Wild game birds, when cooked appropriately are amazing, and they don’t taste the way people have described to me in the past. I didn’t want to be that hunter that shot my limit of birds only to let them sit in my freezer because I didn’t know how to prepare them. So I researched, explored, and experimented.
Turns out the techniques for preparing wild game birds are similar to those used for most domesticated birds. It all comes down to knowing how to cook the different cuts of the bird. Breast meat is very tender and should not be cooked for long. Legs and thighs are tougher and benefit from a low-and-slow cooking process that breaks down the meat, leaving it extremely tender and flavourful. As time went on, I learned how to prepare game birds properly. This learning experience in turn increased my passion of upland hunting.
Want to turn more people onto hunting? Learn how to prepare game birds. Up here in Canada that can be a good thing, as Canada doesn’t have the same population of hunters as the United States does. We need more people to get into hunting to preserve our pursuit.
Although my first woodcock hunt was memorable and sparked my interest in upland hunting; preparing it didn’t go so well. It came out tough and tasted like dry liver. The secret to well prepared woodcock really isn’t a secret at all. Which brings me to this woodcock recipe.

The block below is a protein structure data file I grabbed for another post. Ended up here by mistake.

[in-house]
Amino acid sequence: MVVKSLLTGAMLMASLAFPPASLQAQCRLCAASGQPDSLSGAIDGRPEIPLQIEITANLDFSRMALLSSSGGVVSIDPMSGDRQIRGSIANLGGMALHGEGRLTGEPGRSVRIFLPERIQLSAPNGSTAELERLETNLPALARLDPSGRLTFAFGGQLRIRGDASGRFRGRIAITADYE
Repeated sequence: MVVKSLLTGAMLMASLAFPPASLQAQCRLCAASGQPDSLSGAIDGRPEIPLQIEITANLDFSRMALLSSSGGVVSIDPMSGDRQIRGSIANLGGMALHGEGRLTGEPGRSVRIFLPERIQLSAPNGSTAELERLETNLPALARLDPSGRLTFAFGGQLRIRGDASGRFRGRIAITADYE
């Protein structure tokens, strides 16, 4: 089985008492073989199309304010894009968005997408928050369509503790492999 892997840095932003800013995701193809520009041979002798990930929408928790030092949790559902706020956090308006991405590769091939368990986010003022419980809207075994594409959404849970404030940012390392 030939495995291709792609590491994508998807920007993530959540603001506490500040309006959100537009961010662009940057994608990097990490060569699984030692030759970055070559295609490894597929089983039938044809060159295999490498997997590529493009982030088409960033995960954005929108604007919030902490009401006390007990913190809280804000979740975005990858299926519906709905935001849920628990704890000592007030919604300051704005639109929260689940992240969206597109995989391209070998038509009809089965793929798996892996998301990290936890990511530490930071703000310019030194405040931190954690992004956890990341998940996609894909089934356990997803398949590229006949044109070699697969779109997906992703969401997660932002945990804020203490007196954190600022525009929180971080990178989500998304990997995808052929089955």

When roasting small game birds such as woodcock the roasting temperature should be high. How high? 500 degrees Farenheit high! Small birds need high heat to cook to the desired doneness of medium rare to medium at most. Cooking at a lower heat runs the risk of drying out the bird before it reaches the desired doneness of medium. Higher heat is also necessary to achieve the nice skin color you want.
Woodcock, or any other game bird, must be plucked before roasting. You owe it to yourself and the bird to pluck it . . . especially a well shot bird! Yes, it’s time consuming, but it’s well worth the effort, and you need that skin for roasting.
Practice makes the Prefect Roasted Woodcock
The first time around, you might mess up and either undercook or overcook them. I know I did, but the only way to learn is to mess up and keep trying and learning along the way.
If you find after cutting into the breast that you’ve undercooked, just take note of the size of the bird, and adjust the time on your next attempt. Everyone’s ovens are different, and the cooking times are a guideline. And don’t worry . . . you haven’t ruined everything. An undercooked bird can be spatchcocked and cooked a little longer in the cast iron pan on the stovetop.